Good Leaders Never Stop Learning
By Susannah Sagan and Rob France
As a pair of nonprofit leaders with more than 50 years of combined experience, we have learned that the single most important thing a leader can do to enhance their career is to keep learning.
This may sound counterintuitive, because being a leader assumes you already know things. But being an active learner doesn’t negate or lessen your credibility as a boss. In fact, it boosts it. As we’ve discovered, learning is the essential fuel of an effective executive.
As campus professionals who have impacted the lives of thousands of young adults, we intrinsically know the value of learning and are often called upon to teach. In fact, we often find ourselves in meetings or programs with others, making the case to commit to a regular practice of learning, citing the benefits.
So, we took our own advice and removed our “teacher” hats and regularly became students and ultimately became better leaders.
Here’s seven reasons why you as a leader should do the same, even if you think you don’t have time.
- Model Learning Values For Your Organization: If, like Hillel, your organization lists learning as a value, you as the leader need to embody that value. We can’t preach to everyone else and not do it ourselves. When we model that we are too busy to learn, we send a message to our team that learning is not a priority – and subconsciously communicate that learning is not a requisite to success. Even with all the other benefits of learning, the biggest one is that our staff and colleagues are watching.
- Expand Your Ideas and Skills: As leaders of organizations, our jobs tend to have broad responsibilities that require broad skill sets. But we can’t be experts in everything. One person cannot be simultaneously strong at vision setting, supervising, development, budgeting, and all the other attendant skills needed from a senior leader. Learning strengthens areas that aren’t natural tendencies or existing skills.
- Stop Getting Stuck: We work in an ever-changing environment that demands adaptive, not rigid, leadership. The challenges we face are fast moving and rarely have a clear right or wrong answer. A learning mindset helps us balance competing factors, weigh pros and cons, and imagine unintended consequences of our decisions. Learning is also often hard work. We try to understand our own reactions and we try to understand what others are trying to teach us – all of which keeps us open to new ideas and encourages us to be flexible.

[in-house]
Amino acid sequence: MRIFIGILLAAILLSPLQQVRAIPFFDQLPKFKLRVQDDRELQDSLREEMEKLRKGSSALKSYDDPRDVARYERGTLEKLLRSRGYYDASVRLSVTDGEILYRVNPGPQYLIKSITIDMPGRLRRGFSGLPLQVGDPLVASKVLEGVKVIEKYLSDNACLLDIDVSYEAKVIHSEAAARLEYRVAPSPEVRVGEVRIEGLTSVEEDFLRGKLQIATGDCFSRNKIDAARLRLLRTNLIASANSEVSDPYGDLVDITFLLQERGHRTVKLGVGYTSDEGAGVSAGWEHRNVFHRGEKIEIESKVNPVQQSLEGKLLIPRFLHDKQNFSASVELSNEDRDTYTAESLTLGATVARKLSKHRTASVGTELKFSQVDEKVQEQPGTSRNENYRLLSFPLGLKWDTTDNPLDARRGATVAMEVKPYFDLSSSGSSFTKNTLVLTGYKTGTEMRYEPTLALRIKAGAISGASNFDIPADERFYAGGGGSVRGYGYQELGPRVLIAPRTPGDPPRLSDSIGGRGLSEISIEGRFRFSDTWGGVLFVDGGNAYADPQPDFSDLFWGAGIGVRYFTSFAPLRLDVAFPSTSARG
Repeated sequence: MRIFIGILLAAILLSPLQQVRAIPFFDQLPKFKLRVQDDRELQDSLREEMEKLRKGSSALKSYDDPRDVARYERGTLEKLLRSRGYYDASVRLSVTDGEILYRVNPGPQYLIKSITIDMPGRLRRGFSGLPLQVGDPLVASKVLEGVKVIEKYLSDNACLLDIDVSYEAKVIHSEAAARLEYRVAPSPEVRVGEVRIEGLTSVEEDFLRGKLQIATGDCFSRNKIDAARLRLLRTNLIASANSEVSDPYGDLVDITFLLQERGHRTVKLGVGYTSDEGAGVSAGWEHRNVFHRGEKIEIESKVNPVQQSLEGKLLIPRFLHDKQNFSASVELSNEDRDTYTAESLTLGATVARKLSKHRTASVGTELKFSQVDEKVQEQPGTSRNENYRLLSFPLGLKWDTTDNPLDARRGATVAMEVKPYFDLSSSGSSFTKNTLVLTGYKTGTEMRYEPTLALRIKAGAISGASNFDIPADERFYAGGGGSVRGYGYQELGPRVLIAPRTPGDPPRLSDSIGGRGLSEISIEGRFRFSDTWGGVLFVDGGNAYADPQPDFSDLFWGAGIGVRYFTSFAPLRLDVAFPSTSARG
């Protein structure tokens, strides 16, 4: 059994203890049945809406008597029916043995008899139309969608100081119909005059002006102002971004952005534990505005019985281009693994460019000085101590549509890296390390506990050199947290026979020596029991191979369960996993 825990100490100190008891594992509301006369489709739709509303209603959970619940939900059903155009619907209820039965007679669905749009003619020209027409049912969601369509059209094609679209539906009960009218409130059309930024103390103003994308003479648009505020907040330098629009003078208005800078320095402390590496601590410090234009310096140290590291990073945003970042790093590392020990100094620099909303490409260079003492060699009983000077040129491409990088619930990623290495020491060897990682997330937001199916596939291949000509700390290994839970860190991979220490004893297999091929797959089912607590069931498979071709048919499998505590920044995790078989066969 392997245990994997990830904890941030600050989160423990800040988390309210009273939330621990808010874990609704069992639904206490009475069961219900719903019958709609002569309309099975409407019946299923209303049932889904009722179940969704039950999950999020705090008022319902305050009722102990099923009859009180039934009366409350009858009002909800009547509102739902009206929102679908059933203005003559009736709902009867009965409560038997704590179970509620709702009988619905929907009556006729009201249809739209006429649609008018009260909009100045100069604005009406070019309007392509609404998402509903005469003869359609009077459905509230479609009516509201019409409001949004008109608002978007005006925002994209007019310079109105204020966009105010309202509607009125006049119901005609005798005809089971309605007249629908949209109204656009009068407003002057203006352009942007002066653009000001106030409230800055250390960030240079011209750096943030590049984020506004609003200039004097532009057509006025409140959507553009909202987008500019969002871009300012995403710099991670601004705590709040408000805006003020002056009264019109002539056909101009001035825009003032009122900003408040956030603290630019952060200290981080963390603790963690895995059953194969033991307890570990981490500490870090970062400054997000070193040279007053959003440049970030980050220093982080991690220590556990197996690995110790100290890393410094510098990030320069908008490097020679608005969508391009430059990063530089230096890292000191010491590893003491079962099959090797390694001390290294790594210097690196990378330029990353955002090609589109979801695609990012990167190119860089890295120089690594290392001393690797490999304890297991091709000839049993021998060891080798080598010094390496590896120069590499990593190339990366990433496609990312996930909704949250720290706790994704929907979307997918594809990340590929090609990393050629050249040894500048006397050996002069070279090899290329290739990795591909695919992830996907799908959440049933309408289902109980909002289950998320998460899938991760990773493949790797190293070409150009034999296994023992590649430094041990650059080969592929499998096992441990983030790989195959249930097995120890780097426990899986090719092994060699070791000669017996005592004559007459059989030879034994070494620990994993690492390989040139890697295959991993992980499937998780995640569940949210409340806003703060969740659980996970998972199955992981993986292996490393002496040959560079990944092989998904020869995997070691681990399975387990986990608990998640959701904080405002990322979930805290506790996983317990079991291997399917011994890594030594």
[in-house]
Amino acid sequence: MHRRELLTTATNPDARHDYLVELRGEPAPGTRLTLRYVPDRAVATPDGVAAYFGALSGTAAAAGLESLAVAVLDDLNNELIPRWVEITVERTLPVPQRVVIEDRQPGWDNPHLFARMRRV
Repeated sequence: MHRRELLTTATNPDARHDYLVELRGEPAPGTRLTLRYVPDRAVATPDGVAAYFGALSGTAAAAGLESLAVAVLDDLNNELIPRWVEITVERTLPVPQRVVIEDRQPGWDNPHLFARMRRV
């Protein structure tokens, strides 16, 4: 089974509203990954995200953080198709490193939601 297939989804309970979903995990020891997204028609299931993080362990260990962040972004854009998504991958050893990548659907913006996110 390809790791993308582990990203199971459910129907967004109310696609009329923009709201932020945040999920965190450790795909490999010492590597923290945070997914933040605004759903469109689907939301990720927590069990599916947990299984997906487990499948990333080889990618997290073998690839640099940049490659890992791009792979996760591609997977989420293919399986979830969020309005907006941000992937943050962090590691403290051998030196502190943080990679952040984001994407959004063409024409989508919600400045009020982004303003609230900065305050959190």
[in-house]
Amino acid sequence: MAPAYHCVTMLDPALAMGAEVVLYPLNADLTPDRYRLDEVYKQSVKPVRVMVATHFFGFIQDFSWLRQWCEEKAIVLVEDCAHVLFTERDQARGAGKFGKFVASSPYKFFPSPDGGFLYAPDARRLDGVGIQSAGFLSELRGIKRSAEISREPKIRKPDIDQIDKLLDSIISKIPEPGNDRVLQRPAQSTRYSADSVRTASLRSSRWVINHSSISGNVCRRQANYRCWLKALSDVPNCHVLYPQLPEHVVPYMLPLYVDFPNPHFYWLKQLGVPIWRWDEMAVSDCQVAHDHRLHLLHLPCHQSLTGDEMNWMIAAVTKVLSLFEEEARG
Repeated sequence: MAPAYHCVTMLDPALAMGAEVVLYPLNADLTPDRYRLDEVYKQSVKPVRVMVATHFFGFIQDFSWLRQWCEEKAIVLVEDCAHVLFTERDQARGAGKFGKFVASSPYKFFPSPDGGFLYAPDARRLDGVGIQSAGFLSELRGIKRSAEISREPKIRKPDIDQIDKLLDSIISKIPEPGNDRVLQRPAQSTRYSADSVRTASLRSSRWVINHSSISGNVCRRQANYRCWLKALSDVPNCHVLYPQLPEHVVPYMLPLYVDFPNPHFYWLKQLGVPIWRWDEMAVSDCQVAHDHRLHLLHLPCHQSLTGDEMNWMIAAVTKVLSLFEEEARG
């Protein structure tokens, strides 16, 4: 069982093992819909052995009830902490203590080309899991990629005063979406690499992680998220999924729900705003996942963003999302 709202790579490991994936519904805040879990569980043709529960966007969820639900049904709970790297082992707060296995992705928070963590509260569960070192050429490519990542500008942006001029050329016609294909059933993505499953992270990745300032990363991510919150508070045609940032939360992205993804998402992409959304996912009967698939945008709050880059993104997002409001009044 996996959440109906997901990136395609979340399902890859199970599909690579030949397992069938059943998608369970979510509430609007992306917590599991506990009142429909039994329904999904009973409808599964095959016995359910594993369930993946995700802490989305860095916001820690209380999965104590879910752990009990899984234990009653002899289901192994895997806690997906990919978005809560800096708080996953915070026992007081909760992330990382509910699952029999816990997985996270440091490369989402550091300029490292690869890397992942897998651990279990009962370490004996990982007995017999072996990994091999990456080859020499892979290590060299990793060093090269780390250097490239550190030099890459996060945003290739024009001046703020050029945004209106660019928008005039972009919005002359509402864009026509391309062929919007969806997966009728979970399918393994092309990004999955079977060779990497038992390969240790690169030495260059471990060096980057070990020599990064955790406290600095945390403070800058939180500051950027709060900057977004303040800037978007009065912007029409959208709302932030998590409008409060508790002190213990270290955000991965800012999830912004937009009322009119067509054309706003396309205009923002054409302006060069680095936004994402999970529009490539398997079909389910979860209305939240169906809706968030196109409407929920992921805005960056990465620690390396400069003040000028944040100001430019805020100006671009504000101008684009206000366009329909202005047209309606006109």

- Practice Humility: As leaders, we often exude high confidence. As learners, we acknowledge that we don’t have all the answers. And, some questions don’t even have answers. By staying off balance through learning, we are constantly reminded of our limitations, which keeps us from becoming arrogant.
- Find New Ways to Think: It’s easy to get caught up in the day-to-day machinations of our work, which makes it difficult to think big and boldly. When we learn, we often encounter new ideas or better ones. Learning exposes us to a wide range of ideas and helps us build up new methods of approaching challenges. We have been continually surprised how a piece of religious text or a biblical story can help us understand and solve a contemporary problem.
- Improve Communication: Sometimes it’s difficult in the workplace to visualize or internalize a rule or expected behavior. For example, in our organization, we are expected to provide “radical hospitality” to the thousands of students and community members we engage on campus each year. Studying the many ways that biblical patriarch Abraham welcomes strangers to his tent gives us a common frame of reference for the notion of hospitality and a shared visual language for all the ways a new person can be welcomed. By learning this story together, we can share a common library of metaphors.
- Create New Connections: The Jewish faith has a long custom of learning in pairs, Chavruta style, meaning “friend” in Hebrew. “As the head of any organization, particularly a Jewish organization, it’s so important to take the time to continue to learn. Torah is at the core of what we do, who we are. For me, it’s been important to continue to learn Torah, to take the time to study Torah and to do it in chavruta [small group setting],” says Dana Tumpowsky, executive director of Hillel for Utah.
The reasons for this are clear. To avoid being stuck in one’s head, it helps to be challenged and supported by someone else. Other benefits for studying with a partner include accountability – having a peer who can push us out of our comfort zone and keep us motivated.
Who you chose to learn with is also important. Learning with a client or customer can help deepen your relationship; learning with a board member can give new insights into how you each approach a problem; and learning with a direct report can teach many lessons in leadership.
As a leader, know that you’re not only entitled to learn but that learning will make you a better leader. Now, go find a partner, pick something to learn, and your career will reap the benefits.
Susannah Sagan is campus support director at Hillel International.
Rob France is director of campus initiatives for Shalom Hartman Institute of North America.